Shona Murray, a journalist with Newstalk, could be dispatched at any time. This means she is generally travelling every two weeks. She has reported extensively from The Republic of Congo, Guantanamo Bay, Beirut, Gaza, Jordan, Israel and most recently the Turkish-Syrian border. Murray paints a tense picture when describing her last experience in Gaziantep a couple of weeks ago, where ISIS and the Turkish military continue to hurtle rockets at one another overhead. “Two people had been killed by rockets that day. When you’re on the border, you don’t know when a rocket could come in.” Apart from the constant influx of refugees fleeing ISIS occupied areas such as Albaz in Northern Aleppo, Gaziantep is also a hub through which foreign fighters can enter the combat in Syria, joining the Islamic state or jihadist groups in places like Raka. “It’s not safe for refugees or the Turkish population at the moment” Murray stresses.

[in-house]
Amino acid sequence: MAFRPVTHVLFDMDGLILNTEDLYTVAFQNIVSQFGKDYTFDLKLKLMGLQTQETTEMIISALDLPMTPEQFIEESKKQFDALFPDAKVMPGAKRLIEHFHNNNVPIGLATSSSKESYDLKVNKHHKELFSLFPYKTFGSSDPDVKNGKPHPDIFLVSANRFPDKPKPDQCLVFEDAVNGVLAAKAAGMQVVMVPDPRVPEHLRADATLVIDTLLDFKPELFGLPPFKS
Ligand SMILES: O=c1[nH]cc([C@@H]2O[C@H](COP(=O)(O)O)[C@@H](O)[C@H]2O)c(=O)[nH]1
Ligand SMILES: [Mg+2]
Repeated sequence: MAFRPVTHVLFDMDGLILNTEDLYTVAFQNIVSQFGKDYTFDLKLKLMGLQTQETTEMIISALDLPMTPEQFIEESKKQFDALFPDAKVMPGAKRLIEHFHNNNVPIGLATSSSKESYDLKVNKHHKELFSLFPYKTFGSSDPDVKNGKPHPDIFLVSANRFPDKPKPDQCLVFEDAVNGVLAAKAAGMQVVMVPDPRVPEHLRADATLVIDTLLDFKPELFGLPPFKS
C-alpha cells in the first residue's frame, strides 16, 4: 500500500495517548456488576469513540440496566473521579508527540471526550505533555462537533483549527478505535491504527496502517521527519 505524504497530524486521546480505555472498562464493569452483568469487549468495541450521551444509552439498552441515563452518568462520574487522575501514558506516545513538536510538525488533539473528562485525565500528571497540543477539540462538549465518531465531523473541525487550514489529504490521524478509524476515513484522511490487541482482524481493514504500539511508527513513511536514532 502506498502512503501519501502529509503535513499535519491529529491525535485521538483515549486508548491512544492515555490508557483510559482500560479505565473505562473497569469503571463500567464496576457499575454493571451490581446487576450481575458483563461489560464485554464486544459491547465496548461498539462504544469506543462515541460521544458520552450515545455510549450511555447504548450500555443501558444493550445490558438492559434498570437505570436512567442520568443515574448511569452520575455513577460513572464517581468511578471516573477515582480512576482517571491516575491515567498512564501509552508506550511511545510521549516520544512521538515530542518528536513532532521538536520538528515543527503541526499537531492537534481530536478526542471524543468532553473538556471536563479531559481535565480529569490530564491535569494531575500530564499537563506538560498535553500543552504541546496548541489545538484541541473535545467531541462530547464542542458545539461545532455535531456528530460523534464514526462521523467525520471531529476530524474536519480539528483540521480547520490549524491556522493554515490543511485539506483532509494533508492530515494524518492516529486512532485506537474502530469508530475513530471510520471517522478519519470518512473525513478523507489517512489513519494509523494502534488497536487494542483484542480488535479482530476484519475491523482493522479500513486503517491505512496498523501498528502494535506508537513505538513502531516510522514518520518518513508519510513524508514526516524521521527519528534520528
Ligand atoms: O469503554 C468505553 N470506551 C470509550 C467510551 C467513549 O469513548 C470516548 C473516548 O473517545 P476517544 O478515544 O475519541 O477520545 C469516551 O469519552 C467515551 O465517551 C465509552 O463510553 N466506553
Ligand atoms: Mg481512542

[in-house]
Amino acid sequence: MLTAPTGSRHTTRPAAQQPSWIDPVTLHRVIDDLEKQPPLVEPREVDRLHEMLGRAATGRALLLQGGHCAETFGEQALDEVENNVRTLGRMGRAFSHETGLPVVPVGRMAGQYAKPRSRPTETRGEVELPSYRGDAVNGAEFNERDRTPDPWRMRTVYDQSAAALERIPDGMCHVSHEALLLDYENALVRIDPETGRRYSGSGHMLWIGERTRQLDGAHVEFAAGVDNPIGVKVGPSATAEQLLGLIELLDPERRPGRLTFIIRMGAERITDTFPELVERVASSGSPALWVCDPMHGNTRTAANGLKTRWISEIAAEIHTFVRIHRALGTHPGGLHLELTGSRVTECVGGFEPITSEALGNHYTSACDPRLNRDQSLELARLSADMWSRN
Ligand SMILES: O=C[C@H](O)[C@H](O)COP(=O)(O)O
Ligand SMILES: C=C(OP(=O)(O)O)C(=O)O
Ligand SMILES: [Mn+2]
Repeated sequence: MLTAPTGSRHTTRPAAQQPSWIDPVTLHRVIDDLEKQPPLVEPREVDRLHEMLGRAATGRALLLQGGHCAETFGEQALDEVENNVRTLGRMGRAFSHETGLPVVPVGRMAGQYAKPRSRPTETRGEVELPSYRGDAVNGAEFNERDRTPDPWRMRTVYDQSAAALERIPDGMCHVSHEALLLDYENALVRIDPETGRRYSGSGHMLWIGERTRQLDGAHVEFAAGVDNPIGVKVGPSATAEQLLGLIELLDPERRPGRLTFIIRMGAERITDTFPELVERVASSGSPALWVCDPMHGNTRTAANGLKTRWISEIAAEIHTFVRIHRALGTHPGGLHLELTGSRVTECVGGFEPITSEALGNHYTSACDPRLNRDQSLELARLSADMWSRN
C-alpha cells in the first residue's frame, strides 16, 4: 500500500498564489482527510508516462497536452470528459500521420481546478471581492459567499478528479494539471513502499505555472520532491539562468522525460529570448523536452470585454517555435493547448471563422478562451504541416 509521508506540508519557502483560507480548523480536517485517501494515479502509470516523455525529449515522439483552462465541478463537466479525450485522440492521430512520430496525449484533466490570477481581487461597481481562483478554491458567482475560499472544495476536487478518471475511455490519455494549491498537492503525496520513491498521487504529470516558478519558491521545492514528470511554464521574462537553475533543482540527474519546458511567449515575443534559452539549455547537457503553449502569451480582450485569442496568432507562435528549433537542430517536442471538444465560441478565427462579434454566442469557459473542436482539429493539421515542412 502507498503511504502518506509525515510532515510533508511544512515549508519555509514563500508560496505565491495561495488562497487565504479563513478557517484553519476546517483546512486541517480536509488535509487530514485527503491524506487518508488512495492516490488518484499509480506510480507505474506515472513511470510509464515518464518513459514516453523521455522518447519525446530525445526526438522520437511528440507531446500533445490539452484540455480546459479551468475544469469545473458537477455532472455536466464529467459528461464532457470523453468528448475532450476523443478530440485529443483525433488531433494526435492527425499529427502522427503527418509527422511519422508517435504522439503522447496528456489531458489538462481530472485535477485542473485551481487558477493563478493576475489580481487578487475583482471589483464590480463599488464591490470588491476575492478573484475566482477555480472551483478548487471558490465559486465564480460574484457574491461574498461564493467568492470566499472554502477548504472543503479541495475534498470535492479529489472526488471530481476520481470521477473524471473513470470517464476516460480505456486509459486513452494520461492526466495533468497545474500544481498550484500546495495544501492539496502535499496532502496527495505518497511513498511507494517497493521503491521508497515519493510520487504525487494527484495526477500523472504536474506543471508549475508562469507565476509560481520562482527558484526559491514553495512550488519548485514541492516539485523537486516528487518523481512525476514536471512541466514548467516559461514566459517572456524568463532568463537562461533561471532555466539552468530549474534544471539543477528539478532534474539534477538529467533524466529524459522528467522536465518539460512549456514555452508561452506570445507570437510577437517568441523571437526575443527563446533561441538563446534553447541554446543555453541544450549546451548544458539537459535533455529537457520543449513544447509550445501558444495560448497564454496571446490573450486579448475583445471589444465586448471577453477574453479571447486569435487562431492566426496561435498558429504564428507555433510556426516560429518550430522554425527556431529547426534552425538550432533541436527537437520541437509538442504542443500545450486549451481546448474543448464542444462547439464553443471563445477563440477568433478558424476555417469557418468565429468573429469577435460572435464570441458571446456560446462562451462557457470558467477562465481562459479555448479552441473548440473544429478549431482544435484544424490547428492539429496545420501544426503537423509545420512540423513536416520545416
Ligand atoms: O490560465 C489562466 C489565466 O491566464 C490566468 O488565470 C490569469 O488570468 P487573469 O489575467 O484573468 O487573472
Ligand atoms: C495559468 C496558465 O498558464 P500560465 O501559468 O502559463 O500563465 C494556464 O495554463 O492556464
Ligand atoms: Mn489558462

It’s not safe for journalists either. She recalls the elusivity of sleep in Gaza two years ago during the Operation Protective Edge, when the air strikes coming in from Israel were constant and shrapnel from distant explosions was coming through the windows. The presence of militant groups also poses a threat, particularly where rape is a prevalent tool of war. Despite these dangers, being at the heart of the action is “the best way to get the story”.